Tuesday, October 28, 2014
Ida Adoption Movie Review
In 1960’s Poland, a young novice nun, Anna, is preparing to make her lifetime vows of poverty, chastity and obedience next week. Before she can join the convent, however, her prioress requires her to seek out her aunt. Anna finds her aunt, Wanda, and learns much of her own history. Anna’s real name is Ida Lebenstein. She was born to a Jewish family during World War 2, and her parents and brother were killed. She was spared by the man who killed them, believing that, because she was an infant, no one would know she was Jewish. He brought her to a priest, and left her there. Now, with the help of her aunt, Ida hunts out her history and works to decide whether she wishes to actually become a nun.
How Does This Connect to Adoption?
Ida reminds me of Closure, in some ways. A young woman travels far in order to uncover her history. Ida also has to decide how to incorporate her history into her future.
Ida’s prioress understands the importance of personal history. Before allowing Ida to choose what to do with her future, the prioress requires her to learn about her past. Ida’s access to her historical information did not come without great effort, and the information that she received was not easy to accept, but it does help her develop a fuller picture of her life, history, identity, and, I believe, her future.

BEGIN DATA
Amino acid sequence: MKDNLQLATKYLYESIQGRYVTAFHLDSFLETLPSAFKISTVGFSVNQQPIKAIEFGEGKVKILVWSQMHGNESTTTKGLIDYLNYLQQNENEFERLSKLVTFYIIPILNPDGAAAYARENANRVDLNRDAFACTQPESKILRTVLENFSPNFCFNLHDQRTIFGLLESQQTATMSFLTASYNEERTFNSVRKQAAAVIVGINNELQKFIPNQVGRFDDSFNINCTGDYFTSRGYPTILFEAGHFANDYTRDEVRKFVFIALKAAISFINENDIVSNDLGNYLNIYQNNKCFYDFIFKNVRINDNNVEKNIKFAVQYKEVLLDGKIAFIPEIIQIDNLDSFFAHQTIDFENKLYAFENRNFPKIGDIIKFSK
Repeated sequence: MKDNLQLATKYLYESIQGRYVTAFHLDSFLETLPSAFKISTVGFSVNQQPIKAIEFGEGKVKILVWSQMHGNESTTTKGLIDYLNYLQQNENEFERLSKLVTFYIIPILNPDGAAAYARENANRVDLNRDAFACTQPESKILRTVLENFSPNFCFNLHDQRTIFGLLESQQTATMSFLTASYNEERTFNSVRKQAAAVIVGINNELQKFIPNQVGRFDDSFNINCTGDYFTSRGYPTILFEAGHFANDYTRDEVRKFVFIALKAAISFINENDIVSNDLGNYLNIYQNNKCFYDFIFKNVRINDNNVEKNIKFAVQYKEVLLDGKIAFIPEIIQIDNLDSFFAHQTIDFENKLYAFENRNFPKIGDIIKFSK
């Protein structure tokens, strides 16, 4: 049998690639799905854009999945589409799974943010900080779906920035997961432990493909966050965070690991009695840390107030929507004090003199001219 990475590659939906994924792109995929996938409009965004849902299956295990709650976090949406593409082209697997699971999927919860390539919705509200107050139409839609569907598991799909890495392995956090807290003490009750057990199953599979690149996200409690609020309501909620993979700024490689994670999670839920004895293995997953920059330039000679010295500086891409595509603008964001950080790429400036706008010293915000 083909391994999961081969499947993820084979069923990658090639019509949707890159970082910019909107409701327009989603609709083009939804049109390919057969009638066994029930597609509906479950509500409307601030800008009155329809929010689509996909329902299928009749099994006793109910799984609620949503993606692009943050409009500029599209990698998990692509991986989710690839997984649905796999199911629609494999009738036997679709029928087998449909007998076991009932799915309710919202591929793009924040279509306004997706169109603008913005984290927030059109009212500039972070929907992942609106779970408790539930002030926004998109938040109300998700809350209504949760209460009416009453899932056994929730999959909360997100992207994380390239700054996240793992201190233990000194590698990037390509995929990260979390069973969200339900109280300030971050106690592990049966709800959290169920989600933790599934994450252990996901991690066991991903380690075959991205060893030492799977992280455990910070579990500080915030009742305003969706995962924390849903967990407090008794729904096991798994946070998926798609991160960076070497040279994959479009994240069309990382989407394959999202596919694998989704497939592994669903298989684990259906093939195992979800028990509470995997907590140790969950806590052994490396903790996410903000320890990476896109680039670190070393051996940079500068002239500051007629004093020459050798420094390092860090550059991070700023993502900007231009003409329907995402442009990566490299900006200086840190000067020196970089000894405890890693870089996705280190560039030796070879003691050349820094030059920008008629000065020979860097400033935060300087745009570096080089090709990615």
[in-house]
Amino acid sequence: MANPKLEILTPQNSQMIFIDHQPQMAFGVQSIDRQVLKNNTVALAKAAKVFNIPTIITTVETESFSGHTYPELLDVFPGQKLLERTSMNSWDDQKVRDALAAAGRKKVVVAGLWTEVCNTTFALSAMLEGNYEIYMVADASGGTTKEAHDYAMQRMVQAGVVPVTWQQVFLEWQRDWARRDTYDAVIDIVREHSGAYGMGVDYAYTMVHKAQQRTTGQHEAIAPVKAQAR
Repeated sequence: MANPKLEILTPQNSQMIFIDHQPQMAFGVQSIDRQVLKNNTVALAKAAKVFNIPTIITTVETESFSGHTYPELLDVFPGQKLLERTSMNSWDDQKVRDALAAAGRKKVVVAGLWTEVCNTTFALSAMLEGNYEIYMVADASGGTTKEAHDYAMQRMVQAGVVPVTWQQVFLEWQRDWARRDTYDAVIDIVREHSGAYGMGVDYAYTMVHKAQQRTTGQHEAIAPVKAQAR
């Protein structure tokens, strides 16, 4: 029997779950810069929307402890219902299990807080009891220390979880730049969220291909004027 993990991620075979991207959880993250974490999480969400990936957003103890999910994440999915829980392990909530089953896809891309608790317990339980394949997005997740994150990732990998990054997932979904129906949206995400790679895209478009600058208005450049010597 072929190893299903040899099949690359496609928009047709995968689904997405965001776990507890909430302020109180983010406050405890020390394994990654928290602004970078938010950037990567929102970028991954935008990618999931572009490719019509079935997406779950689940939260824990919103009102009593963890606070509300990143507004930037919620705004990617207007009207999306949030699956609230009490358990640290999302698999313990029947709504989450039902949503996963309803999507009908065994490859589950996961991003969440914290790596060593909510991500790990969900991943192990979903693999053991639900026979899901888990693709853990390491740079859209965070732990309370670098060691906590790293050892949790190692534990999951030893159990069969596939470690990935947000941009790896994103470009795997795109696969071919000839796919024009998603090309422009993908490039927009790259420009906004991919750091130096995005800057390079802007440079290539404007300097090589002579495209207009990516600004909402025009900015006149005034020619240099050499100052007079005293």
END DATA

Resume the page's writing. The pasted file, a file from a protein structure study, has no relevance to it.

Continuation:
Not every exploration into one’s history is painless. Ida learns that her family was murdered. She sees their grave, and transports their remains to a family grave. Her aunt commits suicide.
Ida is a very well-made movie. It is Poland’s official entry into the Best Foreign-Language Film category for the upcoming Academy Awards. It’s sad and thoughtful. I also felt personally drawn to this film because I am Polish, and it’s actually through my adoption work that I became interested in learning more about my Polish heritage. The film has received very solid critical and popular reviews. I found it a bit slow and sad for my taste, and also, perhaps, a little confusing. On the other hand, I do appreciate the invitation to travel with a young adult who fully explores her past before making commitments for her future. The film isn’t rated, but is probably best geared towards audiences 15 and up. The film is widely accessible online; check out its site to see it. http://www.musicboxfilms.com/ida-movies-98.php
Questions for Discussion
How does your understanding of your family’s past impact your identity? How does your self-identity impact the decisions you make for the future?
Here's the trailer:
Here's the trailer: